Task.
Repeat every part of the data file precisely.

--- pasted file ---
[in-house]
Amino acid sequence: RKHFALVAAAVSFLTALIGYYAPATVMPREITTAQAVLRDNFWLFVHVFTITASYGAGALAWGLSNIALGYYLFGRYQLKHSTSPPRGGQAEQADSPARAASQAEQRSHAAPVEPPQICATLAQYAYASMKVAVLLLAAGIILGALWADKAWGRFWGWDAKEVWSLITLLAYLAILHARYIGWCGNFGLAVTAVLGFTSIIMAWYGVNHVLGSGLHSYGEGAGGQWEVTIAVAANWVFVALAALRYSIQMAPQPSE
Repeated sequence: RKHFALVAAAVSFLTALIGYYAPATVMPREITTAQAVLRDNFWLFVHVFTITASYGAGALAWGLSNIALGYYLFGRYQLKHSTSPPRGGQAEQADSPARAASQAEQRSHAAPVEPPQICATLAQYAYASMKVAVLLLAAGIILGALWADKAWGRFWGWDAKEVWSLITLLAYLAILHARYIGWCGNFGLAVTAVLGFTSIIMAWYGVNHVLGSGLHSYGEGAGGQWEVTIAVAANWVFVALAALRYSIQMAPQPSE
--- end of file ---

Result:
[in-house]
Amino acid sequence: RKHFALVAAAVSFLTALIGYYAPATVMPREITTAQAVLRDNFWLFVHVFTITASYGAGALAWGLSNIALGYYLFGRYQLKHSTSPPRGGQAEQADSPARAASQAEQRSHAAPVEPPQICATLAQYAYASMKVAVLLLAAGIILGALWADKAWGRFWGWDAKEVWSLITLLAYLAILHARYIGWCGNFGLAVTAVLGFTSIIMAWYGVNHVLGSGLHSYGEGAGGQWEVTIAVAANWVFVALAALRYSIQMAPQPSE
Repeated sequence: RKHFALVAAAVSFLTALIGYYAPATVMPREITTAQAVLRDNFWLFVHVFTITASYGAGALAWGLSNIALGYYLFGRYQLKHSTSPPRGGQAEQADSPARAASQAEQRSHAAPVEPPQICATLAQYAYASMKVAVLLLAAGIILGALWADKAWGRFWGWDAKEVWSLITLLAYLAILHARYIGWCGNFGLAVTAVLGFTSIIMAWYGVNHVLGSGLHSYGEGAGGQWEVTIAVAANWVFVALAALRYSIQMAPQPSE